CLARISSE MERINDOL (Burkina Faso) noted with satisfaction the importance Ms. Erturk had attached to combating violence against women in her report. It also welcomed the analysis made on the causes of violence against women. Burkina Faso’s fight today was the implementation of the recommendations that had been made. One of the most important points in the fight against violence against women in Burkina Faso was the fight against excision which violated the physical and moral integrity of the woman. Despite financial constraints and social and cultural obstacles, progress achieved during the last decade in that field was remarkable. In the beginning of the 1960s, almost 100 per cent of young women had been excised in Burkina Faso. In 2003, this percentage had fallen to 75 per cent, in 2005 to 66 per cent and today the percentage was estimated at 49 per cent. The numerous action plans and agreements with the bordering countries gave hope for even better results in the coming years. Violence against women concerned all societies. The richest and the poorest countries were touched by this phenomenon which undermined the ideals of the Universal Declaration of Human Rights. Therefore it was vital that the international community fight for the eradication of the causes of violence against women in a joint effort.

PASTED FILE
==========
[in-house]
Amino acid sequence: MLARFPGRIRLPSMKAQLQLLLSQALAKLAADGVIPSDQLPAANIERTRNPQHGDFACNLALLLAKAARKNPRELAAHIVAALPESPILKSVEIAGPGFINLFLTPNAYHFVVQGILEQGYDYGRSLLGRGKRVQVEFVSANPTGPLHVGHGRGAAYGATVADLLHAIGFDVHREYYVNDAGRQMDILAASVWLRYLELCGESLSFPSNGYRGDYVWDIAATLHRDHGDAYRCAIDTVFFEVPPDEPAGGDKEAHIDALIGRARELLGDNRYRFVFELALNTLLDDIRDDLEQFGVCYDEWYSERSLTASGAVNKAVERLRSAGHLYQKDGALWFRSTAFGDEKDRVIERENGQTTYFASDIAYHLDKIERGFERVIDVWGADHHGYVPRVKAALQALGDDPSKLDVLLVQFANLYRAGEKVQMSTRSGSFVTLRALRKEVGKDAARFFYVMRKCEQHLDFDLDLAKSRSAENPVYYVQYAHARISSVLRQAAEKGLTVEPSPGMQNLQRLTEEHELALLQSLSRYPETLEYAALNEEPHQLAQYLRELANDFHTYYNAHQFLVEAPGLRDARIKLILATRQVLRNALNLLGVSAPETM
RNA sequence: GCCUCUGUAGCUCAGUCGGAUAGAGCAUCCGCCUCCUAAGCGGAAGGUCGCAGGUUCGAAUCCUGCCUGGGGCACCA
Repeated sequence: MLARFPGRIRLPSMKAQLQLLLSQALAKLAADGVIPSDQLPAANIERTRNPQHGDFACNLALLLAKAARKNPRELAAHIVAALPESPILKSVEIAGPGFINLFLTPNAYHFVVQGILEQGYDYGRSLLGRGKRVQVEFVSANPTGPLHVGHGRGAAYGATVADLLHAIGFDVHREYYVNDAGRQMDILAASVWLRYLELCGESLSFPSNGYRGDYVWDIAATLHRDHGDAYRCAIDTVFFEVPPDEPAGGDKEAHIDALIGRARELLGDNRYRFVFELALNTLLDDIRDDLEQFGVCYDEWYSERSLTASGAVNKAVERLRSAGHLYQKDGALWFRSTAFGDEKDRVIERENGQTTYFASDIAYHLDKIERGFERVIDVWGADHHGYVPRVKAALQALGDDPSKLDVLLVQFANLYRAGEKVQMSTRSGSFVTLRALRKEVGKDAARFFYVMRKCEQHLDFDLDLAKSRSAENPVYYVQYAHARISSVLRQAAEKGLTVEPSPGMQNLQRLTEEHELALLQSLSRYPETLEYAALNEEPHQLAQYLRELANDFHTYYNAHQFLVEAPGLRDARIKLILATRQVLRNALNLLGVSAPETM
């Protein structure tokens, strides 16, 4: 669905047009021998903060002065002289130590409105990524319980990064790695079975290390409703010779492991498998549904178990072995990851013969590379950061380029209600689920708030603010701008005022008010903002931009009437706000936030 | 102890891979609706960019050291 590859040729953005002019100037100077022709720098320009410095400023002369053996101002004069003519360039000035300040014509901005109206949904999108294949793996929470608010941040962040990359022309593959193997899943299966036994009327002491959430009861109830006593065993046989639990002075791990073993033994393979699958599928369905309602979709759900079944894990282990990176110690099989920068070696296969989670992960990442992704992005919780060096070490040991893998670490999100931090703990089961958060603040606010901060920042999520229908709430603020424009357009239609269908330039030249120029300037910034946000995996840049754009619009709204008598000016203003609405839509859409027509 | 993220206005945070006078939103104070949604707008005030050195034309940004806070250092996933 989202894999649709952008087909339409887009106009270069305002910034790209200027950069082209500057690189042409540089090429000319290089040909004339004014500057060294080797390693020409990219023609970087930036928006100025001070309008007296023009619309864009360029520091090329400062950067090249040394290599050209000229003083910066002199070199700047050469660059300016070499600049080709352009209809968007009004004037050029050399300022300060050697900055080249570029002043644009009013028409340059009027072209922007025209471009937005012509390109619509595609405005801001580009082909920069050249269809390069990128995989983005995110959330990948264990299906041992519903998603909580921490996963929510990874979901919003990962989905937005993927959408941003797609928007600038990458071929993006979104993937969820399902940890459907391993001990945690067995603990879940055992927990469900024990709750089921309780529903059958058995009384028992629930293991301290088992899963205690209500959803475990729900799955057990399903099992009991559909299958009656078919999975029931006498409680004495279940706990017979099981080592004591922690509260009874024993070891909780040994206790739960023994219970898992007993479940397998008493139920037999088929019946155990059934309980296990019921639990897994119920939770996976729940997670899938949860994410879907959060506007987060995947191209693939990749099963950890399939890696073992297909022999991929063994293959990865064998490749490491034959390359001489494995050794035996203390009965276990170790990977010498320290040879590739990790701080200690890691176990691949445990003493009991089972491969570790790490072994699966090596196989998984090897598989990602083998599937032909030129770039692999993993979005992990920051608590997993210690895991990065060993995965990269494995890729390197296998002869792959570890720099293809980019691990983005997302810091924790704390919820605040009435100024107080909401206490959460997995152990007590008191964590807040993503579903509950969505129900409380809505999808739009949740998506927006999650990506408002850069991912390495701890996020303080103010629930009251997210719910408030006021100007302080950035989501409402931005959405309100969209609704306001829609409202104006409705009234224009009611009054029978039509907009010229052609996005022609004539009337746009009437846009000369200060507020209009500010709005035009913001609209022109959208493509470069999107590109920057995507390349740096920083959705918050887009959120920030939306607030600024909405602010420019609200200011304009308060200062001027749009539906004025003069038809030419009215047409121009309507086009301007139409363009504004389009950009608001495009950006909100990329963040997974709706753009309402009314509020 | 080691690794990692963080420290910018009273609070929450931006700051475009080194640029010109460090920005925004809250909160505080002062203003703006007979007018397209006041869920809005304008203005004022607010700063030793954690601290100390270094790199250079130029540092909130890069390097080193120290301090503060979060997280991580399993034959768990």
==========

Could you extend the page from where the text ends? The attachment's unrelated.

CHRISTIAN STROHAL (Austria) said in the report on extrajudicial, summary or arbitrary executions, the Special Rapporteur had expressed particular concern about the protection available to individuals who had provided information to his mandate on one of his missions as well as on the general security regime for civil society members and private actors cooperating with special procedures. Austria shared this concern about the intimidation and threats of witnesses and the lack of efficient protection for them. The Special Rapporteur had proposed that the Council establish a mechanism for seeking explanations from Governments concerned in these situations. What did such a mechanism look like and how could the Council contribute to the security of the witnesses with such a mechanism? What role did the Secretary-General have in this regard? In the report of the Special Rapporteur on violence against women it was recommended that States create a gender-sensitive knowledge base on the various aspects of discrimination against women and consequently, to establish gender-competent policies with regard to a broad range of aspects of social and economic life. He asked the Special Rapporteur to elaborate further on this concept and in particular how States could adequately ensure that such a gender-sensitive approach was mainstreamed into all relevant fields of policies.